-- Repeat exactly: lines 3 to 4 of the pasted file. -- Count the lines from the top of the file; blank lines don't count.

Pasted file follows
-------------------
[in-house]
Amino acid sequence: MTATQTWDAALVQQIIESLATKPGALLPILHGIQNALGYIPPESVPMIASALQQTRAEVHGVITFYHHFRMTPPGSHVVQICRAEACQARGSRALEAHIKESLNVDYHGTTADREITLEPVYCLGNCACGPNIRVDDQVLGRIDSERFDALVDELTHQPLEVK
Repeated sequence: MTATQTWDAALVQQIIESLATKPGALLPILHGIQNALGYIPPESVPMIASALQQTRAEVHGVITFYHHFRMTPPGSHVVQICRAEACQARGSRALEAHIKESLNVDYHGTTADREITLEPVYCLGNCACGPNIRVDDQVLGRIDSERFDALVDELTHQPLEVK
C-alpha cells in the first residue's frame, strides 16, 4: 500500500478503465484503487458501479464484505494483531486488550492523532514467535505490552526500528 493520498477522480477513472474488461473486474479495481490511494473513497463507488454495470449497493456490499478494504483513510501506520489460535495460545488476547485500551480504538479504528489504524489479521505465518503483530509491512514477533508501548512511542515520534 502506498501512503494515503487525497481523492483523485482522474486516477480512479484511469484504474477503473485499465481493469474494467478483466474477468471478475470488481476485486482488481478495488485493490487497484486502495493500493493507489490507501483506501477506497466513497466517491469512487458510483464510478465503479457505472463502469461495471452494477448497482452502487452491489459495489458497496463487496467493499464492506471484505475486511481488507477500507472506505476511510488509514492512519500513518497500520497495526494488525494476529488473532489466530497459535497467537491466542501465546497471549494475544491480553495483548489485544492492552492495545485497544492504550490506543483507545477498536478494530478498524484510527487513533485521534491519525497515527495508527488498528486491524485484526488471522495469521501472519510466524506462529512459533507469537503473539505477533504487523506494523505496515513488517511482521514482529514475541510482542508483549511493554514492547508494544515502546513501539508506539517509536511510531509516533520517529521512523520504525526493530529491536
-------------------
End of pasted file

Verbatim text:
Repeated sequence: MTATQTWDAALVQQIIESLATKPGALLPILHGIQNALGYIPPESVPMIASALQQTRAEVHGVITFYHHFRMTPPGSHVVQICRAEACQARGSRALEAHIKESLNVDYHGTTADREITLEPVYCLGNCACGPNIRVDDQVLGRIDSERFDALVDELTHQPLEVK
C-alpha cells in the first residue's frame, strides 16, 4: 500500500478503465484503487458501479464484505494483531486488550492523532514467535505490552526500528 493520498477522480477513472474488461473486474479495481490511494473513497463507488454495470449497493456490499478494504483513510501506520489460535495460545488476547485500551480504538479504528489504524489479521505465518503483530509491512514477533508501548512511542515520534 502506498501512503494515503487525497481523492483523485482522474486516477480512479484511469484504474477503473485499465481493469474494467478483466474477468471478475470488481476485486482488481478495488485493490487497484486502495493500493493507489490507501483506501477506497466513497466517491469512487458510483464510478465503479457505472463502469461495471452494477448497482452502487452491489459495489458497496463487496467493499464492506471484505475486511481488507477500507472506505476511510488509514492512519500513518497500520497495526494488525494476529488473532489466530497459535497467537491466542501465546497471549494475544491480553495483548489485544492492552492495545485497544492504550490506543483507545477498536478494530478498524484510527487513533485521534491519525497515527495508527488498528486491524485484526488471522495469521501472519510466524506462529512459533507469537503473539505477533504487523506494523505496515513488517511482521514482529514475541510482542508483549511493554514492547508494544515502546513501539508506539517509536511510531509516533520517529521512523520504525526493530529491536